Alibaba Outlines Global Research Drive, Plans Israeli Foothold
The group will invest more than $15 billion in research and development over the next three years through the launch of a global research program
Headed by Alibaba's Chief Technology Officer Jeff Zhang, the program will open labs focused on data intelligence, Internet of Things (IoT), fintech, quantum computing and human-machine interaction. Initially the labs will be opened in seven locations: China (Beijing and Hangzhou), the United States (San Mateo and Bellevue), Russia (Moscow), Israel (Tel Aviv) and Singapore.
As part of the initiative the company intends to recruit 100 scientists and researchers from around the world to join the 25,000 engineers and scientists currently employed by Alibaba, and collaborate with top international technological research institutes.
Alibaba has been growing its global reach for a few years now. In June it increased its stake in the Lazada Group, Southeast Asia's leading online commerce platform, and also announced the establishment of two data centers in Mumbai, India and Jakarta, Indonesia. In July it announced a new digital hub in Malaysia targeting startups, small, and medium businesses across Asia.
Alibaba already has 14 data centers in China, Australia, Germany, Japan, Hong Kong, Singapore, the United Arab Emirates, and the U.S.
The announced Israeli offices will be Alibaba’s first in the country. The company is already involved in the local technology ecosystem through its investments. In 2015, Alibaba invested in Israel-based QR code startup Visualead Ltd., utilizing the technology to counter counterfeit merchandise sold via its websites. In 2016, it invested in augmented reality software startup Infinity Augmented Reality Israel Ltd., and in 2017 it invested in augmented reality hardware company Lumus Ltd.
In 2015 Alibaba became a limited partner of Jerusalem-based venture capital fund Jerusalem Venture Partners (JVP). Investing in Israel, Europe and the U.S., JVP is one of Israel's largest venture capital funds with over $1 billion in assets managed.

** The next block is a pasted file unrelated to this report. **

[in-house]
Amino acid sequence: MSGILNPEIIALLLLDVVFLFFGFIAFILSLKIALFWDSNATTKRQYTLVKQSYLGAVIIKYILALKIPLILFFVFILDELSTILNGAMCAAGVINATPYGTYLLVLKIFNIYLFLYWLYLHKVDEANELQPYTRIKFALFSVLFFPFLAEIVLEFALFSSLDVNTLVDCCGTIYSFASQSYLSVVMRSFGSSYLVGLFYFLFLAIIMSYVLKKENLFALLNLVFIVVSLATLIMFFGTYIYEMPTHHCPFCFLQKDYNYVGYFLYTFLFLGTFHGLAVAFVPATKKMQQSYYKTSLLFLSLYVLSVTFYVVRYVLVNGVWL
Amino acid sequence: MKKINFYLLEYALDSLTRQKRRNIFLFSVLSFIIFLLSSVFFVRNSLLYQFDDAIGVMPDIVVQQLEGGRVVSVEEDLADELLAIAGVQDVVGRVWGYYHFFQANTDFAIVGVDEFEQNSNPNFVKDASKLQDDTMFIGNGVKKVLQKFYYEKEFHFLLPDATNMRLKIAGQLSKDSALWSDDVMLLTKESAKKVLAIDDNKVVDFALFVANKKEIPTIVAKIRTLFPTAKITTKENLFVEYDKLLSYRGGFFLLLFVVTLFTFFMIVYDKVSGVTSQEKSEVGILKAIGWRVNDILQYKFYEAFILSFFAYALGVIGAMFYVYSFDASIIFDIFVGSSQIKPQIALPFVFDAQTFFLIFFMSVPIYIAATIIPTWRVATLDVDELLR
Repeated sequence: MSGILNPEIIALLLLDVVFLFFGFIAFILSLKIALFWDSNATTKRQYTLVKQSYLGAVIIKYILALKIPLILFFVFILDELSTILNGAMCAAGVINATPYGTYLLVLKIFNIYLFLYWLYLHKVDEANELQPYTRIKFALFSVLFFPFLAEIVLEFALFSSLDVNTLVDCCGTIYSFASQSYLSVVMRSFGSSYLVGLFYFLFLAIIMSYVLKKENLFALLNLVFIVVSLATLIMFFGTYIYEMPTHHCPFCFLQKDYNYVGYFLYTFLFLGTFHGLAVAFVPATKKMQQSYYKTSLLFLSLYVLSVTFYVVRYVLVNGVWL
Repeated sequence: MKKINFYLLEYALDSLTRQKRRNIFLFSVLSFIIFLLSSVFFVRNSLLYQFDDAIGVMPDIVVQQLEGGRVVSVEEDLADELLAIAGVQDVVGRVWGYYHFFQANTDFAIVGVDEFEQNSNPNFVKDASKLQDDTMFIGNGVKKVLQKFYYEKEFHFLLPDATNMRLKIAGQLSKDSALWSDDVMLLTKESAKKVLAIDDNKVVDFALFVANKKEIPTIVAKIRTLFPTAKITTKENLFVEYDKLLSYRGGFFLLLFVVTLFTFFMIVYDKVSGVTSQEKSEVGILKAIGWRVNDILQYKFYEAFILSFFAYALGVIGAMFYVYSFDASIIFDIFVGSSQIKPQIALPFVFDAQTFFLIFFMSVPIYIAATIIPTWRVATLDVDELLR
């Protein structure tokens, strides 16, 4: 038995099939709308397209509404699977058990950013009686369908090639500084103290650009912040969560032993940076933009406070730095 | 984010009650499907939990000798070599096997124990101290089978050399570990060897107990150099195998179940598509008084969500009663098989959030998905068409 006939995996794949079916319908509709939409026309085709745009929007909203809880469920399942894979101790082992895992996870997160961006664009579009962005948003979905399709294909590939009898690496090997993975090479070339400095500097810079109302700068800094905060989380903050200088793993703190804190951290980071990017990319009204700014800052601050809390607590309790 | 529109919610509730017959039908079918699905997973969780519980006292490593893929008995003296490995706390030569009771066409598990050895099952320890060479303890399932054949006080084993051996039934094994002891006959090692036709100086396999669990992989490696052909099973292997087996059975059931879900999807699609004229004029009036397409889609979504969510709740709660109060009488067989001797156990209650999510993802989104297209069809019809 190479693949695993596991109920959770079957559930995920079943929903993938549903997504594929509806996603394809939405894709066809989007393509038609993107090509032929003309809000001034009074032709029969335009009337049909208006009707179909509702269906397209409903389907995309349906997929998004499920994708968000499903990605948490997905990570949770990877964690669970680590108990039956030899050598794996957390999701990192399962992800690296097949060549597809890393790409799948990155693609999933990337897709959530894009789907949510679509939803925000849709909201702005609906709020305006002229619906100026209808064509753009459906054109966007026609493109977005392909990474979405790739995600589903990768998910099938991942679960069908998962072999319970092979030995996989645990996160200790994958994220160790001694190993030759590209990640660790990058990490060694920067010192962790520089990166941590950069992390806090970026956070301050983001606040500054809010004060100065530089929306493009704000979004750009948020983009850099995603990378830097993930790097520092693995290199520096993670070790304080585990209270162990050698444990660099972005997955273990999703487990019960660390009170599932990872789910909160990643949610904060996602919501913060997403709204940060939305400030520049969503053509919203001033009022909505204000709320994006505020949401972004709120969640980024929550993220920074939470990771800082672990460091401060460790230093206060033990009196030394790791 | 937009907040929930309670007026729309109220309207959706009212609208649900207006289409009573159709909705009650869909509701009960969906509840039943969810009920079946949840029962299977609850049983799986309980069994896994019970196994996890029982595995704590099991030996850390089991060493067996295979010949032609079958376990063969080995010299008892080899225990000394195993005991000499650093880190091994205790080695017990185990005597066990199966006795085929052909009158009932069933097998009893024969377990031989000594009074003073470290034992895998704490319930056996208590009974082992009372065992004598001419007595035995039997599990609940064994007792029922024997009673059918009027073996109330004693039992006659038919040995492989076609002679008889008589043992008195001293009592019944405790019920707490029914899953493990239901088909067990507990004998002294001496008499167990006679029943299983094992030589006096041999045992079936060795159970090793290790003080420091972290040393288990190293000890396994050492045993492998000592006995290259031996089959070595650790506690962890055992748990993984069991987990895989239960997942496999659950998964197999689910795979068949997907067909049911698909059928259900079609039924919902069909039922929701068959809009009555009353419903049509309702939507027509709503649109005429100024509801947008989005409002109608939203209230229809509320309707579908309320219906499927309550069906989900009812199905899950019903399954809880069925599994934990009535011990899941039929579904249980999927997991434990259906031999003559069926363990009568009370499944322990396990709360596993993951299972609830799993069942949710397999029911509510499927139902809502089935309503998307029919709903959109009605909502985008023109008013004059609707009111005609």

Multiple Alibaba delegations have visited Israel in the past year as guests of JVP, including a delegation from the newly announced DAMO Academy, people familiar with the matter who spoke of conditions of anonymity told Calcalist. The delegations met with dozens of startup companies and industry leaders in the country, these people added.
Amazon is also currently expanding its operations in israel. The online retail company rented two office spaces in Israel in June, one in the northern port city of Haifa and one in Tel Aviv. Amazon also intends to hire a 100 person team to spearhead the core technology development of Alexa, Amazon’s voice-enabled shopping assistant, and has already hired two high level executives from Microsoft and Oath Inc. (formerly Yahoo) for its local operations.
Interest by China-based corporations in Israel as a technology hub has significantly increased in recent years, following efforts to strengthen the commercial ties between the countries by both governments. In 2013 Fosun Group's pharma unit bought Israel-based Alma Lasers Ltd. for $240 million, renaming it Sisram Medical Ltd. Beijing-based internet company Baidu Inc. has been investing in Israel since 2014 through its Israel-based partner venture capital firm Carmel Ventures and also by itself. Electronics company Xiaomi Inc. established a research and development center in Israel in 2015, and in 2016 telecommunication company Huawei Technologies Co. Ltd. bought two Israel based cybersecurity startup HexaTier Ltd. Last month, Tencent Holdings Ltd. announced it led a $11 million round for Israel-based farming technology startup Phytech Ltd.